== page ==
A Daredevil In the X-treme

Evel Knievel in his X-2 Skycycle on Sept. 8, 1974, shortly before his ill-fated attempt to leap the Snake River Canyon. Against all odds, he died yesterday with his jumpsuit off.
Evel Knievel in his X-2 Skycycle on Sept. 8, 1974, shortly before his ill-fated attempt to leap the Snake River Canyon. Against all odds, he died yesterday with his jumpsuit off. (Associated Press)
By Hank Stuever
Washington Post Staff Writer
Saturday, December 1, 2007

Robert Craig "Evel" Knievel Jr. jumped the Snake River Canyon in that souped-up X-2 Skycycle on a Sunday afternoon in the September I started first grade, 1974.

Snake River was a seminal moment of hype, working a psychological number on little boys back then that is in X-treme evidence around us now: You see it in Mountain Dew commercials, or during those 11-day searches for overconfident millionaires who get lost on Everest, and in seven-figure endorsement deals for professional skateboarders.

Did he make it across? Technically, no. The drag chute malfunctioned and opened early. Remembering Evel Knievel requires us to broaden our definition of almost. The rocket drifted down, down to the canyon bottom.

He died yesterday at 69, in Clearwater, Fla., of pulmonary failure. Which is another way of saying something more remarkable: Evel Knievel died in bed, technically old. After all those star-spangled compound fractures, concussions, cracks to the pelvis, comas, tractions and multiple surgeries; after the liver transplant, the diabetes, the hepatitis; after prison, after bankruptcy, after familial disruptions and woe.

His survival story still invites others to the edge. Jumping cars and buses and the fountains of Caesars Palace on a motorcycle is one of the true American folk arts, up there with beauty pageants and competitive cheerleading.

Any time ABC showed a Sunday afternoon Knievel stunt on "Wide World of Sports," you could expect half the neighborhood to show up in the cul-de-sac immediately afterward, in an act of instant emulation. Someone would get a piece of plywood or a couple of 2-by-4's and a cinderblock. Everyone had their bikes (bicycles, that is -- Huffys, BMXs, with the banana seats and faded Wacky Packages stickers) and would perform jumps. You could get the little kids to lie flat on the asphalt in a row next to the ramp. (I can jump all four of you.) Kids would jump until the wood broke, or, more wonderfully, a daredevil got hurt and ran home bleeding.

You were all grounded and -- always it seemed -- so was Evel. A modern testeroculture was being invented, nationwide, picking up where Harry Houdini and Superman left off and "The Six Million Dollar Man" had only just crashed and been reborn on TV. Evel Knievel was a prototype for the boys who became the half-pipers of Generation X, the first Americans to waste time playing video games and who sought some sort of glorious, death-defying arc in everything, or some fantasy thereof.

More kids started asking Santa for dirt bikes in the 1970s. The Evel Knievel action figure saw a lot of abuse, while Malibu Barbie cheered him on. Vacant lots became theaters of preteen drama -- wheelies and jumps performed off earthen mounds while girls in tube tops watched and chomped Bubble Yum. (Then the girls got dirt bikes. Then it got interesting, very Pinky Tuscadero.)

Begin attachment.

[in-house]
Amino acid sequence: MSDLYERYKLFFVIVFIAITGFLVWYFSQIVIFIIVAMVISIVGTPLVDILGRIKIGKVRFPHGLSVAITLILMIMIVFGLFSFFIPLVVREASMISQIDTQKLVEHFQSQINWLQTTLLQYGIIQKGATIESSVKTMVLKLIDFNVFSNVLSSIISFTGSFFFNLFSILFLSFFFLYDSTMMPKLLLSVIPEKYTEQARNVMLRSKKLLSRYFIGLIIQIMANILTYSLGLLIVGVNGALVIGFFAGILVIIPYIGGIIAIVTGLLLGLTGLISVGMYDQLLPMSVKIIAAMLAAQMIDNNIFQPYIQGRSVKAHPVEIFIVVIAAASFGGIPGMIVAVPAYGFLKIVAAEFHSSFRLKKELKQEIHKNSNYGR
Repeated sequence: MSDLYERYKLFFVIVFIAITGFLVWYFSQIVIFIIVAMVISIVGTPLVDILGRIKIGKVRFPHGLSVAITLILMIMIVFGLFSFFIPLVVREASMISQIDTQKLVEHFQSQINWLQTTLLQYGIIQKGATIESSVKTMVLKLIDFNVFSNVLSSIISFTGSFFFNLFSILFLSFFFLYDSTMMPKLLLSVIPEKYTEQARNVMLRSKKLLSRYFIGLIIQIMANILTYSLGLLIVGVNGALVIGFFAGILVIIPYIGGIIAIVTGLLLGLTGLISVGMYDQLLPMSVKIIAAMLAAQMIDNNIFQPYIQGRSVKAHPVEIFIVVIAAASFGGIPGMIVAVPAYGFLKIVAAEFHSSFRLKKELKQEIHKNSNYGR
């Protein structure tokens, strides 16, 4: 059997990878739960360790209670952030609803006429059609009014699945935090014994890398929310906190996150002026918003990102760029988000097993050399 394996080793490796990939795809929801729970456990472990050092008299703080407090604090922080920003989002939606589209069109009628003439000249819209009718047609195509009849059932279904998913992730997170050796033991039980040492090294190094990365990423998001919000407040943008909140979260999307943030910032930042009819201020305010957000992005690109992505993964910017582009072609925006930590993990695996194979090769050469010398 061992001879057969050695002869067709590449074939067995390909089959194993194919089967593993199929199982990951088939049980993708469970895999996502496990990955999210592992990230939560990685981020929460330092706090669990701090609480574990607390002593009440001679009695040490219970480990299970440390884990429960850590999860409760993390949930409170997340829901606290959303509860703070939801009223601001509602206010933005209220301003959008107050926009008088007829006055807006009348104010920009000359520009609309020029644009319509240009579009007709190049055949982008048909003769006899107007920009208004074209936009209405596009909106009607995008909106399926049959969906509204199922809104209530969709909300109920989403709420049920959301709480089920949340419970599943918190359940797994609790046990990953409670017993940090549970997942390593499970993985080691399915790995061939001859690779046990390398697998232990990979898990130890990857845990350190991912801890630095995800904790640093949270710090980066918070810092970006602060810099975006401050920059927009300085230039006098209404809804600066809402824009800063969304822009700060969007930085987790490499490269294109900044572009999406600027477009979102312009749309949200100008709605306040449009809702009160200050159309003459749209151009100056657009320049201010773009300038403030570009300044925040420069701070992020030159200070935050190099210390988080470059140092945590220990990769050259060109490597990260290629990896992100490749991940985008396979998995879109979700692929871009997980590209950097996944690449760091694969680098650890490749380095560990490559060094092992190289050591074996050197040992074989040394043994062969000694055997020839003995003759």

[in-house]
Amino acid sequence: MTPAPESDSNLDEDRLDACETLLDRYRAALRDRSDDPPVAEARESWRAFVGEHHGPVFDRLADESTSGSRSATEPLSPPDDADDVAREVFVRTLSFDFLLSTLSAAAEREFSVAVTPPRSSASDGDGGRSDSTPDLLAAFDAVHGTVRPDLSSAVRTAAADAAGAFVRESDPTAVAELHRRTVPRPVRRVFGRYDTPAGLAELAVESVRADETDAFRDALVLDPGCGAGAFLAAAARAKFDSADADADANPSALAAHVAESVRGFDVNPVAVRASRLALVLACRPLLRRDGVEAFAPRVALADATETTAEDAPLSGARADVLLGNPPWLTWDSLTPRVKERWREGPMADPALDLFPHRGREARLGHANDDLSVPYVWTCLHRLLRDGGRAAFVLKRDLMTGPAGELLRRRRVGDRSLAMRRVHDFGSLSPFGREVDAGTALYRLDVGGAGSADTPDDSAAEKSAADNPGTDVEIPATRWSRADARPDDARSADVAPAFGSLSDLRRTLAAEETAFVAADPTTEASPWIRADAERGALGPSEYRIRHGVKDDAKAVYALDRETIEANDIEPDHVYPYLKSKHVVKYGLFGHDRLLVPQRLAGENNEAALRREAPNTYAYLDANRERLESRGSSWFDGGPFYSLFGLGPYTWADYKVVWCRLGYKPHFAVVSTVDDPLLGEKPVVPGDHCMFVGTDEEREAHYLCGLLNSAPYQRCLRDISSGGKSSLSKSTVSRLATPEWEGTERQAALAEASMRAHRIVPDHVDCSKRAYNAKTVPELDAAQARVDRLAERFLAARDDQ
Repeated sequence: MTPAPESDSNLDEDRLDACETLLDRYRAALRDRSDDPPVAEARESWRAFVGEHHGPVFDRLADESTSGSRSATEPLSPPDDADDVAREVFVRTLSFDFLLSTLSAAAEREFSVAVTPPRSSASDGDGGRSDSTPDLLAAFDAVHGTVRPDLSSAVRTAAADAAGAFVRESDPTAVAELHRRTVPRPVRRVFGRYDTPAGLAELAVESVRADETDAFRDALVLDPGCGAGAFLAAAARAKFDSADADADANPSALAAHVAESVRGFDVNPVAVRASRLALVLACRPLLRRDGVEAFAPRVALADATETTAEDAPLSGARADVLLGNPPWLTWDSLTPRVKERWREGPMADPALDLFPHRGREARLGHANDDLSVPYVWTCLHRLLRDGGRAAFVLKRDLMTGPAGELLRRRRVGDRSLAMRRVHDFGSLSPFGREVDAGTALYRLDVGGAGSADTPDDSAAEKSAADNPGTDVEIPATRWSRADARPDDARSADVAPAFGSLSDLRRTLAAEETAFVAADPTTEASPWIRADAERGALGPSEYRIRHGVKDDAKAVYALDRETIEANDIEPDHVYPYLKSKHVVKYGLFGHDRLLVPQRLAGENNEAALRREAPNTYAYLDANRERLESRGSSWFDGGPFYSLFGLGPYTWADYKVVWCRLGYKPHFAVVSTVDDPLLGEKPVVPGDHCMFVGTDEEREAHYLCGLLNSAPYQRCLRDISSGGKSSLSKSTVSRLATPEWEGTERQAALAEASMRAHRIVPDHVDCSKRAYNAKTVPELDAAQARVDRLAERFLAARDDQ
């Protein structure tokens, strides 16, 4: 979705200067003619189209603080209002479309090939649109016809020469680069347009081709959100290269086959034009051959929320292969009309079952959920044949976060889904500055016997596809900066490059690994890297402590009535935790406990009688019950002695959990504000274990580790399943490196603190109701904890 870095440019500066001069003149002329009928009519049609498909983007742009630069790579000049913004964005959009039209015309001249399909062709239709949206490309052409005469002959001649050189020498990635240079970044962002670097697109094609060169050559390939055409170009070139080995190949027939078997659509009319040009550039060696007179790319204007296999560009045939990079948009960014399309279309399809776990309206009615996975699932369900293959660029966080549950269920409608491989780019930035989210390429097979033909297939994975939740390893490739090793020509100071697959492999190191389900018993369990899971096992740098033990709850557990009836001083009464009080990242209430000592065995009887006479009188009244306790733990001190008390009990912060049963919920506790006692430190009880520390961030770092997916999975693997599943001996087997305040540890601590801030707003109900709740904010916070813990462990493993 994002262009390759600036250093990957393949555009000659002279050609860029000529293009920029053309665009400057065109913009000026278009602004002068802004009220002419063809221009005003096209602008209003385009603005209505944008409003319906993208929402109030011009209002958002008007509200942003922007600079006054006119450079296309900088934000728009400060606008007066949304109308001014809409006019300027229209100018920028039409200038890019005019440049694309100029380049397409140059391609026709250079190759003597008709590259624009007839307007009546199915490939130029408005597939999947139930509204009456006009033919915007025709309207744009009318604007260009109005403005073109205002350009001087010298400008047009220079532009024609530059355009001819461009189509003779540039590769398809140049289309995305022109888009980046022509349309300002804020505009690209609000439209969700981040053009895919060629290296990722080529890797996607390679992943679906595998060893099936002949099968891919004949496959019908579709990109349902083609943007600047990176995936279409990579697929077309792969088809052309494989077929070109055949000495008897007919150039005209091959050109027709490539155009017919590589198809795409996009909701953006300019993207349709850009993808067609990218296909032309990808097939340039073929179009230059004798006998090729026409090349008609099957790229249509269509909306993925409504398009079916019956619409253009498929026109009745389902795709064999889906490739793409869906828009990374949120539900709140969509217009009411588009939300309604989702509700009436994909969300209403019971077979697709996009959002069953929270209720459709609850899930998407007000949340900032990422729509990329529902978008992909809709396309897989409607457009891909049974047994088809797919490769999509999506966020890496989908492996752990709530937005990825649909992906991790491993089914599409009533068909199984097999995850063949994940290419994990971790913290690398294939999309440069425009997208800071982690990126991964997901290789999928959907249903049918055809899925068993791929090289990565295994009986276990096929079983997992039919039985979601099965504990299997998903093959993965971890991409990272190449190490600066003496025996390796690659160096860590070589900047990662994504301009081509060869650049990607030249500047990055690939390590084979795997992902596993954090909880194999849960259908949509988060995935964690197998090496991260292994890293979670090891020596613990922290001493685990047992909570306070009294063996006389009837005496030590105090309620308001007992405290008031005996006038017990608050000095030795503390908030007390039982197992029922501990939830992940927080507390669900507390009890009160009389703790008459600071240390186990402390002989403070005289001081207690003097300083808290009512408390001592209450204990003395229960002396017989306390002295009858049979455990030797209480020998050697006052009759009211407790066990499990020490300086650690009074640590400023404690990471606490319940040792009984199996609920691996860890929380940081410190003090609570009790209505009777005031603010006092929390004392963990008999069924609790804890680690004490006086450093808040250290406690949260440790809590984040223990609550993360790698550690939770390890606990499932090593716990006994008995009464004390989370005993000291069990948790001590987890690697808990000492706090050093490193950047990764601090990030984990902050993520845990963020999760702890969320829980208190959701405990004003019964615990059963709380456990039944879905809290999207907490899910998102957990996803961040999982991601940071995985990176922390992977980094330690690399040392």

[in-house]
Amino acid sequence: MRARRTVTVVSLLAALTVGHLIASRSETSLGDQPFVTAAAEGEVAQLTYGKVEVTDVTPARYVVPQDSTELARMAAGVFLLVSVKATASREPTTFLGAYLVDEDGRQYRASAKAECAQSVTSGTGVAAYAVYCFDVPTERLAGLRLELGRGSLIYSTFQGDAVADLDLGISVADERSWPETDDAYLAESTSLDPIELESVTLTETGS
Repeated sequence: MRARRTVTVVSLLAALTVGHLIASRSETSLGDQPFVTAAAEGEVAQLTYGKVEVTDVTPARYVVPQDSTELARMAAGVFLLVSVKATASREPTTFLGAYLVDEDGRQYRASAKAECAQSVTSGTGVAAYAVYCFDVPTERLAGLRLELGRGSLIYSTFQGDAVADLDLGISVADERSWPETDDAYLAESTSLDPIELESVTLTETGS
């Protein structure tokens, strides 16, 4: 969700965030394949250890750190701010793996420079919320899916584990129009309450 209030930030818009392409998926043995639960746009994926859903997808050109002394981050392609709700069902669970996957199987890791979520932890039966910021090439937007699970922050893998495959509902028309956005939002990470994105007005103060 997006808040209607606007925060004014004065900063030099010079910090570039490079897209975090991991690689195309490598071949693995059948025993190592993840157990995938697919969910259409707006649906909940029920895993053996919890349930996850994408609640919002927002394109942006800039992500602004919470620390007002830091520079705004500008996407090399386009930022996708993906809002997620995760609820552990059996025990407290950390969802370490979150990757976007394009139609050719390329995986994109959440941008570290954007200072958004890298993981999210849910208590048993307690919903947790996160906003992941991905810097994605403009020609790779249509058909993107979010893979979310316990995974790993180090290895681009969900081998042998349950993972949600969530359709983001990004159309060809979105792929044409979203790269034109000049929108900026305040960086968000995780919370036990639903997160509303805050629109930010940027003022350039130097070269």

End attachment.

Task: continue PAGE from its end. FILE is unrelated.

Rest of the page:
There's a popular complaint that the mid-1970s were strewn with antiheroes and all that Nixonian moral rot, and it would be a stretch to call Knievel a heroic salve to his times. (When we all know Fonzie was.) Knievel dazzled us just as we were seeking refuge in the ruburban comforts of muscle cars and Marlboro sensuality, the Bicentennial-era cusses and hicks and daredevils of the day.

Thank God for the "Cannonball Run" movies, and the song "Convoy," and the Dukes of Hazzard, and episodes of "That's Incredible," the yeehaw stuff, those souped-up vehicles in mid-flight. It was leather, jumpsuits, helmets, rockets, red-white-and-blue stuff. Knievel stood at the front of all that imagery, and what you have to honor is the opportunism, the marketing potential, the attitude. (When a dying Evel at last accepted Jesus Christ as his personal savior earlier this year, the pastor of the Crystal Cathedral praised Knievel's life work a whole new way, calling it "possibility thinking.")

Every episode and movie version of "Jackass" owes a large debt to Knievel, not because of how he succeeded but how he failed. His completed jumps may in fact have outnumbered his failures, but all we really remember are the spectacular crashes, the press conferences held from hospital beds, the resolve. Soon enough he'd be back in the jumpsuit that defined him, thumbs up to the crowd, revving the engine, getting ready to jump seven, 13 buses in a row.

Hold your breath. Go, Evel! Go, Evel! Gooooooooouhhhhmmmm -- hissssssssss. Ouch! Crash! Let's look at that a thousand times in slow motion: Ouch, ouch, ouch, ouch. The life and pain of Evel Knievel; the stretcher, the ambulance, the faith. He jumped in the Astrodome, he jumped in the Kingdome, all those '70s arenas and domes. The very sort of building you take your kid to now, to watch it get imploded.

© 2007 The Washington Post Company